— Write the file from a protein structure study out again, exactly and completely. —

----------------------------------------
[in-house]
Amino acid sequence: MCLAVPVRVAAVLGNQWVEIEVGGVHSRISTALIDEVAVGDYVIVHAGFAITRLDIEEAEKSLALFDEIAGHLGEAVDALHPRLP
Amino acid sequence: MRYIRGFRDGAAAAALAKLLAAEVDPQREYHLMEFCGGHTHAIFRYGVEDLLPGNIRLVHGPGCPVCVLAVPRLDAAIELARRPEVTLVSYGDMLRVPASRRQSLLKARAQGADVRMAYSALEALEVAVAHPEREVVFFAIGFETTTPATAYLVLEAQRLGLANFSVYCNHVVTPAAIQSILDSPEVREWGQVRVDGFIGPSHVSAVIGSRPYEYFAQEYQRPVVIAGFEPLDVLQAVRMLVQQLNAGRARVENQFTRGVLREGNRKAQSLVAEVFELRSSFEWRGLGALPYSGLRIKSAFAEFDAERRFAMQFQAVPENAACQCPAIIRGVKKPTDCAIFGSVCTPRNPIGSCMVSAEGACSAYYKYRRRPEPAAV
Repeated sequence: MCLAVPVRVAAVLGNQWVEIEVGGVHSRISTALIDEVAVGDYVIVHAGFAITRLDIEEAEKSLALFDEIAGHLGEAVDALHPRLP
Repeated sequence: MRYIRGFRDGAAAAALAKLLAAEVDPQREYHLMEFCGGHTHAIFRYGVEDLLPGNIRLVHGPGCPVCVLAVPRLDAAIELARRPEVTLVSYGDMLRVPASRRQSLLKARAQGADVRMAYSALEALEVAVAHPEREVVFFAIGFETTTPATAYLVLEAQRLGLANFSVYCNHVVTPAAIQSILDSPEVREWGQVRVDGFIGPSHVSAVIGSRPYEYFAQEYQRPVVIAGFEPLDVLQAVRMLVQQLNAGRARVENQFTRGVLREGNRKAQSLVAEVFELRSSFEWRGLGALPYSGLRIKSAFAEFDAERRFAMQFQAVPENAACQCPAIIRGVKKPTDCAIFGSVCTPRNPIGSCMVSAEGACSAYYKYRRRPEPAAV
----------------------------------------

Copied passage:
[in-house]
Amino acid sequence: MCLAVPVRVAAVLGNQWVEIEVGGVHSRISTALIDEVAVGDYVIVHAGFAITRLDIEEAEKSLALFDEIAGHLGEAVDALHPRLP
Amino acid sequence: MRYIRGFRDGAAAAALAKLLAAEVDPQREYHLMEFCGGHTHAIFRYGVEDLLPGNIRLVHGPGCPVCVLAVPRLDAAIELARRPEVTLVSYGDMLRVPASRRQSLLKARAQGADVRMAYSALEALEVAVAHPEREVVFFAIGFETTTPATAYLVLEAQRLGLANFSVYCNHVVTPAAIQSILDSPEVREWGQVRVDGFIGPSHVSAVIGSRPYEYFAQEYQRPVVIAGFEPLDVLQAVRMLVQQLNAGRARVENQFTRGVLREGNRKAQSLVAEVFELRSSFEWRGLGALPYSGLRIKSAFAEFDAERRFAMQFQAVPENAACQCPAIIRGVKKPTDCAIFGSVCTPRNPIGSCMVSAEGACSAYYKYRRRPEPAAV
Repeated sequence: MCLAVPVRVAAVLGNQWVEIEVGGVHSRISTALIDEVAVGDYVIVHAGFAITRLDIEEAEKSLALFDEIAGHLGEAVDALHPRLP
Repeated sequence: MRYIRGFRDGAAAAALAKLLAAEVDPQREYHLMEFCGGHTHAIFRYGVEDLLPGNIRLVHGPGCPVCVLAVPRLDAAIELARRPEVTLVSYGDMLRVPASRRQSLLKARAQGADVRMAYSALEALEVAVAHPEREVVFFAIGFETTTPATAYLVLEAQRLGLANFSVYCNHVVTPAAIQSILDSPEVREWGQVRVDGFIGPSHVSAVIGSRPYEYFAQEYQRPVVIAGFEPLDVLQAVRMLVQQLNAGRARVENQFTRGVLREGNRKAQSLVAEVFELRSSFEWRGLGALPYSGLRIKSAFAEFDAERRFAMQFQAVPENAACQCPAIIRGVKKPTDCAIFGSVCTPRNPIGSCMVSAEGACSAYYKYRRRPEPAAV